I had to write the security thing because I know there are people blogging today who have an unrealistic sense of security and privacy, but I didn’t want to write it because generally when someone knocks on your front door to tell you your back door is unlocked… well, that conversation is a little awkward, and the messenger mostly gets shot.

“Hi, your back door is unlocked.”

“What?”

“Yeah, I just twisted the knob and it opened right up.”

“What?”

“No, don’t thank me. It was a service I was happy to perform.”

“Wait, who..?”

“Sorry, can’t talk now, there are other doors I have to check on. Maybe I’ll come by later on and we can chat.”

“What?!”

“See ya.”

.

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About Gabriel...

...diagnosed with manic depression in 1989, for the next 14-years I lived without treatment or a recovery plan. I've been homeless, one time I graduated college, I've won awards for reporting on Internet privacy issues, and a weekly humour column. In 2002 I finally hit bottom and found help. I have an 8-year old son, and a 4-year old son... I’m usually about six feet tall, and I'm pretty sure I screwed up my book deal. I mostly blog at saltedlithium.com....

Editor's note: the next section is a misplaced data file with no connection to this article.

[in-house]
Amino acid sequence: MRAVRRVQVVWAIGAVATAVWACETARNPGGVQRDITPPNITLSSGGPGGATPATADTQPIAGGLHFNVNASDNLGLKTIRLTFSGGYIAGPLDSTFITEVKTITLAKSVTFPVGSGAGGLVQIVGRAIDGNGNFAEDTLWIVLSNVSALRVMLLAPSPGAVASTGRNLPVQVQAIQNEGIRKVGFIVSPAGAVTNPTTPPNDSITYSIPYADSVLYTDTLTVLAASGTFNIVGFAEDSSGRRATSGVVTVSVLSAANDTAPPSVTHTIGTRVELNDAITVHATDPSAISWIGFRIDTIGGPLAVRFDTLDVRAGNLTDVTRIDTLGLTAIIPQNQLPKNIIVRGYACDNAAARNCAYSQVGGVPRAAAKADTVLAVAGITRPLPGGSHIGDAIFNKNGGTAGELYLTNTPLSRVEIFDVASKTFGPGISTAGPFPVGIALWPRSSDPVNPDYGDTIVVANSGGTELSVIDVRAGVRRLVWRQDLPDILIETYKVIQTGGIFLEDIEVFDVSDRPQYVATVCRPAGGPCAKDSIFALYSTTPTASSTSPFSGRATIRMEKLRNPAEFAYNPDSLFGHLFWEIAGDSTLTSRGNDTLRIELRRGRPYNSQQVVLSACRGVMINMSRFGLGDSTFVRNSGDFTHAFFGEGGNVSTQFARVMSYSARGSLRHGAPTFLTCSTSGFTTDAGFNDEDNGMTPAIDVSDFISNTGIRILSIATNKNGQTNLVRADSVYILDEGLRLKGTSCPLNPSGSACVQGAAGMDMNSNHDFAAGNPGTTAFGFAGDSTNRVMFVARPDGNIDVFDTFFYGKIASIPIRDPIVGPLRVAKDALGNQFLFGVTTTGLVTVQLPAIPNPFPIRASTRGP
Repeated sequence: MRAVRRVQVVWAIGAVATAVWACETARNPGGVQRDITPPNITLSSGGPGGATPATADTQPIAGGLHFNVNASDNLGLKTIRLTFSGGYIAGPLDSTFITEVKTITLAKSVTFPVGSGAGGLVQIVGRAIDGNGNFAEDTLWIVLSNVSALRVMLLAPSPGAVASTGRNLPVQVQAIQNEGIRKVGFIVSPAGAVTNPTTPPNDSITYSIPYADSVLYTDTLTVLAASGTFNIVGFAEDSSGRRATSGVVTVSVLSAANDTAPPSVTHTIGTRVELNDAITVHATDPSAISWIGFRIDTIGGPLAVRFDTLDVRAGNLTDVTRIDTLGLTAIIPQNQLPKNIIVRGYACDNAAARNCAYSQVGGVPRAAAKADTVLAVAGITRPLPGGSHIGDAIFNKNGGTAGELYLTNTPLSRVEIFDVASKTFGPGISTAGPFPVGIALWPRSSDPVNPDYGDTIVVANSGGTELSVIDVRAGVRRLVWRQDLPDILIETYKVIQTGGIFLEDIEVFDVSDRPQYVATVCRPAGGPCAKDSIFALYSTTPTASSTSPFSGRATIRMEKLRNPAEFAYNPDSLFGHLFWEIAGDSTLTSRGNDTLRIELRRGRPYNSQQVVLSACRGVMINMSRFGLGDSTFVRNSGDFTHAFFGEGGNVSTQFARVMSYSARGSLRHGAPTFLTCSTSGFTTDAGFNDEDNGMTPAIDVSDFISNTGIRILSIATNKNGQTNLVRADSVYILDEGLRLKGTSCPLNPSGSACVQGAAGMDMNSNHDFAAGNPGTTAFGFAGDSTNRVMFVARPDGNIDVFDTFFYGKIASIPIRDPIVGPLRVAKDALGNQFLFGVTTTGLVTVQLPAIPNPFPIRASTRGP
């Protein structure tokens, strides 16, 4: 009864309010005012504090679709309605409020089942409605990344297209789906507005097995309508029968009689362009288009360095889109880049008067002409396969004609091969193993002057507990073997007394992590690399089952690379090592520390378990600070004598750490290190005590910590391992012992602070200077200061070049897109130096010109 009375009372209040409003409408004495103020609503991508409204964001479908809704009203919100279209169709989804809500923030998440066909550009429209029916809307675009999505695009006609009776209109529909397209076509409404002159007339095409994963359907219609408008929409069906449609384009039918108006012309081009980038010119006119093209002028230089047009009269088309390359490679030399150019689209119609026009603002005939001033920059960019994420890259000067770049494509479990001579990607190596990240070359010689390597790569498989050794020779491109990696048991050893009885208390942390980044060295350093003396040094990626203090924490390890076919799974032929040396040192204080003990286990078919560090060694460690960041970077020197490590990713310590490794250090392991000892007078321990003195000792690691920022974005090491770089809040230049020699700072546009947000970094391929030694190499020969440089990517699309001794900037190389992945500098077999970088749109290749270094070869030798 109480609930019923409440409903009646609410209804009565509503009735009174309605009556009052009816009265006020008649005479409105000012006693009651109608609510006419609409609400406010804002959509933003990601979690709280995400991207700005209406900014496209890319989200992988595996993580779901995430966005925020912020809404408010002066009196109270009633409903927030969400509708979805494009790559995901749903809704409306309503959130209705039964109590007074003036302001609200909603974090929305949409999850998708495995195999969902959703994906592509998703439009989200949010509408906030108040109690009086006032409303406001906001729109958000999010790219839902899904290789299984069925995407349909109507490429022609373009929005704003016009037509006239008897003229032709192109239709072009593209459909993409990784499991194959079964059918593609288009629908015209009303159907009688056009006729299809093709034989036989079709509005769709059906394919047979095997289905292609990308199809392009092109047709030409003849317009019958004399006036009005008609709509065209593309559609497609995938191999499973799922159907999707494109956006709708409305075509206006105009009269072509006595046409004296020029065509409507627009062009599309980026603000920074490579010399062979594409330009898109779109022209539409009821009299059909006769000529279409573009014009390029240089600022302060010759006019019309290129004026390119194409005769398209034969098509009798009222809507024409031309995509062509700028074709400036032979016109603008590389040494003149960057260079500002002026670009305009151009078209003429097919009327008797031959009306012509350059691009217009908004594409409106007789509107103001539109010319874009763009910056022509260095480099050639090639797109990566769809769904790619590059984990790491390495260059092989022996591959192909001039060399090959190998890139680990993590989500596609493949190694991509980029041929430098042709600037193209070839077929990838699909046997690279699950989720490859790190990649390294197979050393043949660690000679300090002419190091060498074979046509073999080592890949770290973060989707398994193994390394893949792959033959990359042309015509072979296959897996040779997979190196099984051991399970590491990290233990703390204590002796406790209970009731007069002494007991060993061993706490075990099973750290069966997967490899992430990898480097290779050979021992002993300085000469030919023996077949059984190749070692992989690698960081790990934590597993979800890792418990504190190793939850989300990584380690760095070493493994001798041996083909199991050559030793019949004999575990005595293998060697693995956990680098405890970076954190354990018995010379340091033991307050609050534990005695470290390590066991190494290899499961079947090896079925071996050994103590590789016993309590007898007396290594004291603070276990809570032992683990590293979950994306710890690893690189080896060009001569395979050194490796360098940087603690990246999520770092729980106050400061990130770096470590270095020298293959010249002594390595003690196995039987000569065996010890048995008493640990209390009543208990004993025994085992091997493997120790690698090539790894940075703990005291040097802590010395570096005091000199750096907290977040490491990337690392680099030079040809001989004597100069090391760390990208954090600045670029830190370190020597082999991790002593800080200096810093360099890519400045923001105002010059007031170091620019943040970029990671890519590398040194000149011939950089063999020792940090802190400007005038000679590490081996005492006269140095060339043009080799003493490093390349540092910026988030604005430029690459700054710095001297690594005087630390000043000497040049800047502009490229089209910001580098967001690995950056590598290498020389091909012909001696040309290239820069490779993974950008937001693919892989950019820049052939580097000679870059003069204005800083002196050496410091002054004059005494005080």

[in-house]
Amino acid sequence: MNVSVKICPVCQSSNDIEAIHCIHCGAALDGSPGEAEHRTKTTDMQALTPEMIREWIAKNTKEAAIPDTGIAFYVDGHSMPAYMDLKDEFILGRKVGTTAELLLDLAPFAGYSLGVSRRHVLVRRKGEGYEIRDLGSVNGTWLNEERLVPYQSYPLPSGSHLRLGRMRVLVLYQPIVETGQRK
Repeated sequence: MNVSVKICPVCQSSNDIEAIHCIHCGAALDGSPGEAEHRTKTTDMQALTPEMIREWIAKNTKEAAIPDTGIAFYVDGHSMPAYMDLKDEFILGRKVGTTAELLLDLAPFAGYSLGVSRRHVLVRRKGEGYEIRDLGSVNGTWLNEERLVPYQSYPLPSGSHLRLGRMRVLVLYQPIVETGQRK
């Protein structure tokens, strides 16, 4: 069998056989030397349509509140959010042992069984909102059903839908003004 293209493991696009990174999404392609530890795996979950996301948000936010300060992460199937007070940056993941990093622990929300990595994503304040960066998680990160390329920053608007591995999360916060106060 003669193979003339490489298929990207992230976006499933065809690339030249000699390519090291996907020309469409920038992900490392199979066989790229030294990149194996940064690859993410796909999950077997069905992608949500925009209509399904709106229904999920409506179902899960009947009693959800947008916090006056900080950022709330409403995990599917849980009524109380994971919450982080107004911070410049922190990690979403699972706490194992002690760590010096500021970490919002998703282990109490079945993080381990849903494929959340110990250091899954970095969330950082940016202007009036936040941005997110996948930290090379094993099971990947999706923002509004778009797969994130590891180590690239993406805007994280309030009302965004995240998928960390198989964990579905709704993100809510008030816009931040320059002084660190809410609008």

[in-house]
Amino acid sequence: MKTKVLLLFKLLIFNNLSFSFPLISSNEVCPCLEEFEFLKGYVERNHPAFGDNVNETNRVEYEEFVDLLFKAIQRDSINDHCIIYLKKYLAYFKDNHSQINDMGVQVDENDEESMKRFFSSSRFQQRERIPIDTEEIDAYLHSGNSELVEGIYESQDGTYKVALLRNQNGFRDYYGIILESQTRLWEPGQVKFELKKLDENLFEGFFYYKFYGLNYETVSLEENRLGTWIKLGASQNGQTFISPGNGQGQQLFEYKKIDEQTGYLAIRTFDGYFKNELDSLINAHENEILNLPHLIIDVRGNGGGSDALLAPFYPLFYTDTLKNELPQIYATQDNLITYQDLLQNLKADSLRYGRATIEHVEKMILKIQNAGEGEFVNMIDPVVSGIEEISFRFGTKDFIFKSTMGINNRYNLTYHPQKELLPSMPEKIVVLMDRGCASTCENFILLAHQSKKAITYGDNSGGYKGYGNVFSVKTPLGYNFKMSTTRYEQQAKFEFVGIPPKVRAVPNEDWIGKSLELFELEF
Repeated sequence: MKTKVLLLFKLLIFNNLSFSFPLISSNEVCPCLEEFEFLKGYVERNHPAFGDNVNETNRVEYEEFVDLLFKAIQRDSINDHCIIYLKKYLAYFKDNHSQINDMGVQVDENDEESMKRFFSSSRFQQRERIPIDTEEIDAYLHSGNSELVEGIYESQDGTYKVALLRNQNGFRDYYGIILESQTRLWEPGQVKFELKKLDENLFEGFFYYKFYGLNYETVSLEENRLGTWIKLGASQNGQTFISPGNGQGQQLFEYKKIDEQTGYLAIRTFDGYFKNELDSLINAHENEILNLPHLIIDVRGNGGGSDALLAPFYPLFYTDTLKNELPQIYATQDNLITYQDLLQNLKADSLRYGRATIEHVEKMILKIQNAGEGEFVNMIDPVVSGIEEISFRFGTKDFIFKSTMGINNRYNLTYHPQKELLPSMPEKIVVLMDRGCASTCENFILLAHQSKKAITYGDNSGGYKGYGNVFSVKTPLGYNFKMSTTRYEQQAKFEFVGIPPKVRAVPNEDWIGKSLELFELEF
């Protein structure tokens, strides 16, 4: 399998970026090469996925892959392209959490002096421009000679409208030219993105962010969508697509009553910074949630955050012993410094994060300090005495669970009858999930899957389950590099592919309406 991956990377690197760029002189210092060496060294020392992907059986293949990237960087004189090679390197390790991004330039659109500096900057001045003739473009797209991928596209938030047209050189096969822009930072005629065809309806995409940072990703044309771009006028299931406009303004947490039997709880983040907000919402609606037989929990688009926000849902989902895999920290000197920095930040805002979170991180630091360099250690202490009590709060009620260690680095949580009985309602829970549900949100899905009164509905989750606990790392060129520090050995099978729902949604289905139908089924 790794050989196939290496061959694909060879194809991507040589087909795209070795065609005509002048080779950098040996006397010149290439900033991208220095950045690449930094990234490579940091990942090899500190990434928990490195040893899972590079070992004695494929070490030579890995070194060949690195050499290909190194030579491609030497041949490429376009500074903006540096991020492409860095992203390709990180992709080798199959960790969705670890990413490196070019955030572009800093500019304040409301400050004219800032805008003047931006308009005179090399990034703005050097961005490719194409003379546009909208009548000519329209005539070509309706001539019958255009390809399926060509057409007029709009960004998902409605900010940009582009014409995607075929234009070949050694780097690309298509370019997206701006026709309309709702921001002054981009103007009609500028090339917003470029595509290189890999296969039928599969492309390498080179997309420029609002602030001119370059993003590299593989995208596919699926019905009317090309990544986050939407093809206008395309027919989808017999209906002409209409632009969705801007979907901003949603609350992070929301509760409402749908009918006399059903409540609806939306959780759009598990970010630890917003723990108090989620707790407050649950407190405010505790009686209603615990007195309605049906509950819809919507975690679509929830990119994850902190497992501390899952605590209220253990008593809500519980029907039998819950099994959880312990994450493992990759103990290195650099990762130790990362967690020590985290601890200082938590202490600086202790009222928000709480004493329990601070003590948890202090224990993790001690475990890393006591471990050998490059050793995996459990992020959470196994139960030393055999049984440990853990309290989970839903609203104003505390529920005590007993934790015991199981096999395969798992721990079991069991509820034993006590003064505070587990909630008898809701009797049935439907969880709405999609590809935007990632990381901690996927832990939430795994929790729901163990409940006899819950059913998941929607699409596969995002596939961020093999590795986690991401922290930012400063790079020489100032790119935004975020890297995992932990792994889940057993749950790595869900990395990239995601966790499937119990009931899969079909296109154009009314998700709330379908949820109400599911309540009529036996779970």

This entry was posted in Appointment Day, Bipolar, Bipolar Disease, Bipolar Disorder, Clinical Depression, crazy people with no pants, Health, Manic Depression. Bookmark the permalink.

7 Responses to Friday Conversations With My Psychiatrist | January 9, 2009

  1. ames says:

    Hey Gabe
    I hope you don’t mind me lurking about here. I just had a great belly laugh over the faux security conversation…